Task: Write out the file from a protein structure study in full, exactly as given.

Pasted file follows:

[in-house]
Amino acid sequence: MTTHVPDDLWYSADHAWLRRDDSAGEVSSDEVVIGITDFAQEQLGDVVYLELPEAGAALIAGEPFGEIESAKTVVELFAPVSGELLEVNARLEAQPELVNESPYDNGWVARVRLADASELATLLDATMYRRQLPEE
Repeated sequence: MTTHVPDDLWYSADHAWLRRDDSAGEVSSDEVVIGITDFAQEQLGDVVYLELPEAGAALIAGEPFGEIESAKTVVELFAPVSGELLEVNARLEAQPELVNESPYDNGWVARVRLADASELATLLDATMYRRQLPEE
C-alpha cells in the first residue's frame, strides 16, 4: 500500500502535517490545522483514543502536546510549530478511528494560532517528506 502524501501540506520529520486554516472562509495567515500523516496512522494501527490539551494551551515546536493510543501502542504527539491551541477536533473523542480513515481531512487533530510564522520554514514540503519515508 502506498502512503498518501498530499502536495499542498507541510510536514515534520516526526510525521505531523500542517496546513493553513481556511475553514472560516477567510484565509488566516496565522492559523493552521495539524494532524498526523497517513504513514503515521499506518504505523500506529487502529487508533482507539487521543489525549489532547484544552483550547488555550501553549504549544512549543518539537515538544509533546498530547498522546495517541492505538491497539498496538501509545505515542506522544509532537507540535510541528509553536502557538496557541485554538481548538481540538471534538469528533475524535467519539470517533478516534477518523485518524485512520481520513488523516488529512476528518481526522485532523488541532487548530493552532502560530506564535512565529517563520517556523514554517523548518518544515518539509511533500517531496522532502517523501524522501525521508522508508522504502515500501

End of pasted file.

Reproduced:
[in-house]
Amino acid sequence: MTTHVPDDLWYSADHAWLRRDDSAGEVSSDEVVIGITDFAQEQLGDVVYLELPEAGAALIAGEPFGEIESAKTVVELFAPVSGELLEVNARLEAQPELVNESPYDNGWVARVRLADASELATLLDATMYRRQLPEE
Repeated sequence: MTTHVPDDLWYSADHAWLRRDDSAGEVSSDEVVIGITDFAQEQLGDVVYLELPEAGAALIAGEPFGEIESAKTVVELFAPVSGELLEVNARLEAQPELVNESPYDNGWVARVRLADASELATLLDATMYRRQLPEE
C-alpha cells in the first residue's frame, strides 16, 4: 500500500502535517490545522483514543502536546510549530478511528494560532517528506 502524501501540506520529520486554516472562509495567515500523516496512522494501527490539551494551551515546536493510543501502542504527539491551541477536533473523542480513515481531512487533530510564522520554514514540503519515508 502506498502512503498518501498530499502536495499542498507541510510536514515534520516526526510525521505531523500542517496546513493553513481556511475553514472560516477567510484565509488566516496565522492559523493552521495539524494532524498526523497517513504513514503515521499506518504505523500506529487502529487508533482507539487521543489525549489532547484544552483550547488555550501553549504549544512549543518539537515538544509533546498530547498522546495517541492505538491497539498496538501509545505515542506522544509532537507540535510541528509553536502557538496557541485554538481548538481540538471534538469528533475524535467519539470517533478516534477518523485518524485512520481520513488523516488529512476528518481526522485532523488541532487548530493552532502560530506564535512565529517563520517556523514554517523548518518544515518539509511533500517531496522532502517523501524522501525521508522508508522504502515500501